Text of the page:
An 8:15 Friday night showing of "Fahrenheit 9/11" ended about 15 minutes ago, and outside the doors of Landmark's E Street Cinema downtown, phrases like "creative license," "spin machine" and "what about the propaganda of Fox News" introduce the second act of the Michael Moore movie experience.

In this particular cluster of headlong debate, just one of many that continue to crowd the sidewalks of theaters playing the movie, the situation is three against one. Joe Brinker, 34, looks like a man who can take a good drubbing and still call these people around him his friends.

Brinker: "He stretched the truth!"

Isabelle De Ruyt, 29: "Most politicians stretch the truth all the time. Besides, he's a moviemaker. If he makes it all sound a little more dramatic than it is, that's his job."

Brian Kemler, 35: "And when Rush Limbaugh, Ann Coulter and all those right-wing talking heads come with their rants, are they being held to any standard of truth? No!"

The fourth friend, who describes herself as a British Iranian woman living illegally in the United States: "And who is stretching the truth? Excuse me, isn't the CIA being blamed for the faulty intelligence that started the war? And now, of course, it's too late."

The four make a perfect diamond on the sidewalk, with about three feet between one and the next, but it's Brinker's corner that's having to field all the throws. The volume of their voices is healthy and unrestrained, making the whole group easy to spot, particularly for those pedestrians keen on staying clear of their art house drama.

It's normal for friends to converge after a film to talk about Jim Carrey's remarkable performance in "Eternal Sunshine of the Spotless Mind" or the curiously homoerotic moments in the "Lord of the Rings" movies. But a film like "Fahrenheit 9/11" is tailor-made for D.C.'s political wonkdom. Other "Fahrenheit" discussion circles outside the E Street Cinema have already left, but this one is nearing its 40th minute.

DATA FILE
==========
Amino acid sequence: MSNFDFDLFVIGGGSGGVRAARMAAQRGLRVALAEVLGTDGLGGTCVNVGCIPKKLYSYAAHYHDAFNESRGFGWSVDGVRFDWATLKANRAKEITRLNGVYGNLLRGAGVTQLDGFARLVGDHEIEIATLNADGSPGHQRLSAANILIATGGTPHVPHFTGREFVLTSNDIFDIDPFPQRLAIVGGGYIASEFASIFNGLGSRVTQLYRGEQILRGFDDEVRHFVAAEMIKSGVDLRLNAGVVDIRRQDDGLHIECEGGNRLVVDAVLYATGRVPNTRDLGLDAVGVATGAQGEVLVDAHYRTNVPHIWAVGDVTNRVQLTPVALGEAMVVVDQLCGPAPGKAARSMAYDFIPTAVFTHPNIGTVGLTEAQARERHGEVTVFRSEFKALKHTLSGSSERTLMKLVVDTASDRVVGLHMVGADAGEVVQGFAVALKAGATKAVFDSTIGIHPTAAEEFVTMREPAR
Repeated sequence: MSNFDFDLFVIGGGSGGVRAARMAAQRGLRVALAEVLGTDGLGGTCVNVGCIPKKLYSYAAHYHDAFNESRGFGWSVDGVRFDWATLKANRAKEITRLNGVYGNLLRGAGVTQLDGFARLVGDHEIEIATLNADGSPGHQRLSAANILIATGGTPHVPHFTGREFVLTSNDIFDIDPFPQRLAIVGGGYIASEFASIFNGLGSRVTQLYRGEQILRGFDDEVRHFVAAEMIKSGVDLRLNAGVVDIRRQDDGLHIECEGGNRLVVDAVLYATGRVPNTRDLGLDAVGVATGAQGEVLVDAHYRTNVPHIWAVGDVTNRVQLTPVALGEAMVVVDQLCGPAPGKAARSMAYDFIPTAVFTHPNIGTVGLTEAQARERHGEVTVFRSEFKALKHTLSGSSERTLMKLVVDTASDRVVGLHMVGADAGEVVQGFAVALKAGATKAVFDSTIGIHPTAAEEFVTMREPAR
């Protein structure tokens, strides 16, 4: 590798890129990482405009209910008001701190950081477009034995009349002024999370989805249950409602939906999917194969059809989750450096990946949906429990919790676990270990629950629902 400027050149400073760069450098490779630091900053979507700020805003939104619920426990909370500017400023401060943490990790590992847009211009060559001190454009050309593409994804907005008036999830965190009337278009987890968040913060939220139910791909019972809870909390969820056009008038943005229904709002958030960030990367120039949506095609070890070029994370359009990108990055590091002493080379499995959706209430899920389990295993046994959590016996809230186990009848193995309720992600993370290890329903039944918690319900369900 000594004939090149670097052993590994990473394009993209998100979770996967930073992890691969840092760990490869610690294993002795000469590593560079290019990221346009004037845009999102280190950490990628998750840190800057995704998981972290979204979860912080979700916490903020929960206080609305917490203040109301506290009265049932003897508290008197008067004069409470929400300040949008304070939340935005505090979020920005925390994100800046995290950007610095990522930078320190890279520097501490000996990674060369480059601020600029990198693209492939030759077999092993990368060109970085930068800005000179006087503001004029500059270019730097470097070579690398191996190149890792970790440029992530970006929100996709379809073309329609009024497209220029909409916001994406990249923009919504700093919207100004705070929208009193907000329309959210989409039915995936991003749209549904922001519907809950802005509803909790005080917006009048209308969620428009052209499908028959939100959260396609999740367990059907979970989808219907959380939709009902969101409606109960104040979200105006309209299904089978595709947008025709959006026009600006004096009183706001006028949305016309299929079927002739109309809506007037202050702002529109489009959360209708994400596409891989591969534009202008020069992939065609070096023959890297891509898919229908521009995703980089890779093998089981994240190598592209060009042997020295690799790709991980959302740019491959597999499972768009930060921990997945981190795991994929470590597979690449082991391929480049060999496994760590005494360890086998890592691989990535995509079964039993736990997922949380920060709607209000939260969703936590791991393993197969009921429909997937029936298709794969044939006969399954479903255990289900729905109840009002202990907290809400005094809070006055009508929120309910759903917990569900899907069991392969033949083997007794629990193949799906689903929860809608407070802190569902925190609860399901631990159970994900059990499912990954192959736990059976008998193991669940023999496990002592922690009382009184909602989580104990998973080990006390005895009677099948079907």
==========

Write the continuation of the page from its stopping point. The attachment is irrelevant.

"Republicans would have had no breathing room whatsoever if Moore hadn't wandered into that little extra inch that he doesn't seem capable of resisting," Brinker says. He indicates to his friends that he is mostly playing the role of devil's advocate, and you don't have to tell him who the devil is. But he says it makes him uneasy that his fellow liberals can't be a little more critical of Moore's new movie.

Brinker: "What if I, someone who is already convinced, came out of the movie and said: 'Hmm. I know he stretched the truth on this, that and the other thing.' What's the movie going to seem like for someone who comes in skeptical?"

British Iranian woman: "What did Moore lie about? Look, Bush duped the country into going into war. Look at the larger picture!"

Kemler: "Art is not a pure representation of life. Art is not pure fact."

Brinker: "You're not telling me anything I don't know, Brian. You talk as if I'm in a sixth-grade art class."

De Ruyt: "It's far less propaganda than Fox News."

Brinker: "But [this film] has to be made with a higher standard because I am the choir!"

If these four are the choir, then there's an impromptu cathedral forming outside the Loews Georgetown theater on K Street NW, just moments after Friday's 9:15 screening has let out. Among these five or six discussion clusters, not one devil's advocate can be found, let alone a conservative gasping for air. But even without a voice of dissent, the discussions still create their own lively free-form forum; one group of young people of South Asian descent starts to talk less about the points of the film and more about the political action they're going to take to "get Bush out."

In another group, Lars Thorn, 26, says, "There needs to be a chat room after the movie where everyone can go." He's joined by his brother Lukas, 24, and friend Sarah Pullen, 23. Lars Thorn says he can also detect the one-sidedness of all the discussions around him, mentioning that he would like to see the movie in Montana to get a feel for Moore's effect in the red states.

"I don't think they're going to be anti-Bush because of this movie," says Pullen. "Like my mother -- anything negative just instantly turns her off."

"True," says Lars Thorn. "There's really an appetite for this stuff in D.C., though."

"If this movie is what it takes to wake up Americans," says his brother, "then the film had to be made."

Kemler, back at the E Street Cinema downtown, eventually arrives at the third act that at least some people discover in the Michael Moore movie experience, the part that the Bush administration undoubtedly hates the most.

"I felt so viscerally angry after seeing this movie," says Kemler, "I'm going to donate $1,000 to the Kerry campaign." It's unclear how many minds are being changed by this movie, but when you preach to the choir, the singing gets louder.

Director Michael Moore greets moviegoers in New York. Many viewers have impromptu and vociferous sidewalk debates about "Fahrenheit 9/11" after watching it.